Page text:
And No. 1 in North AmericaThe Ottawa International Airport is the No. 1 airport in North America and No. 2 in airports of its size worldwide, according to the results of a global quality program released Tuesday. The Ottawa Macdonald-Cartier International Airport Authority won the Airport Service Quality awards from the Airports Council International, the global representative of the industry.
The airport in Guayaquil, Ecuador, nabbed first place in the category of best airport in the world serving between two million and five million passengers per year. Halifax airport took third place.
Ottawa had faced stiff competition against 225 competitors, including the airports in Indianapolis and Chiang Mai in Thailand. Paul Benoit, president and CEO of the Ottawa airport, gave credit for the airport's showing to its 5,000 employees.
"An airport is a small city," he said. "And this one has great deputies."
The airport got the plum spot after passengers gave high scores in nearly 1,500 surveys, which were filled out at the departure gate throughout 2011. The questions on the survey encompassed 36 different aspects of the airport experience, including staff efficiency, facility cleanliness, and general ambience. A minimum number of the airport service quality (ASQ) surveys are completed each quarter to ensure a variety of passengers are represented. Ottawa airport has ranked in the top three in each of the qualifying categories since the ASQ Awards launched in 2006.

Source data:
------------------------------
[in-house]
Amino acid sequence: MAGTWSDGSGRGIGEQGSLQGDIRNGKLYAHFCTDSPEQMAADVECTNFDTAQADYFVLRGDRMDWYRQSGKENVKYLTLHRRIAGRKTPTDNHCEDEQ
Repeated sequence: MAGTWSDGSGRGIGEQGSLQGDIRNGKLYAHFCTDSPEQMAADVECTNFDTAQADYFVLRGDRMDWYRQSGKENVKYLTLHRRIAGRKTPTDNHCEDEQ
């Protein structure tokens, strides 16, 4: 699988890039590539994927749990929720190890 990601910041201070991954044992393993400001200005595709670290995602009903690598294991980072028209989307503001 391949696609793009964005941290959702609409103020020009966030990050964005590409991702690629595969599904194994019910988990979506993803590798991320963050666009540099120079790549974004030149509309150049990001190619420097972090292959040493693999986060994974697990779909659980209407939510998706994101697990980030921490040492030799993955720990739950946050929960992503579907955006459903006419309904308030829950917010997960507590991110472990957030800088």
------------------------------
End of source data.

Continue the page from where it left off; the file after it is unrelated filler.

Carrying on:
According to an economic impact study by the airport, the location is growing at a rapid pace. Passenger traffic between 2006-2010 at the Ottawa Airport has grown by almost 20 per cent, the study found. This is double the average of the other eight major airports in the country. The airport is also one of the largest economic boosters of any industry in the region, annually contributing an estimated $2.2 billion, with more than 150 organizations operating on-site.
Benoit has seen substantial change in his 15 years with the airport. He remembers a time when passengers had to lug their baggage across an icy outdoor parking lot during snow storms. Now, that same parking lot is indoors."We've taken it from essentially a Third World airport to No. 1," he said. He said part of the change reflects the private companies that the airport relies on for everything from equipment to renovations and coffee. The government doesn't financially support airports in Canada, so there is an estimated $5 million of private funding injected into the airport.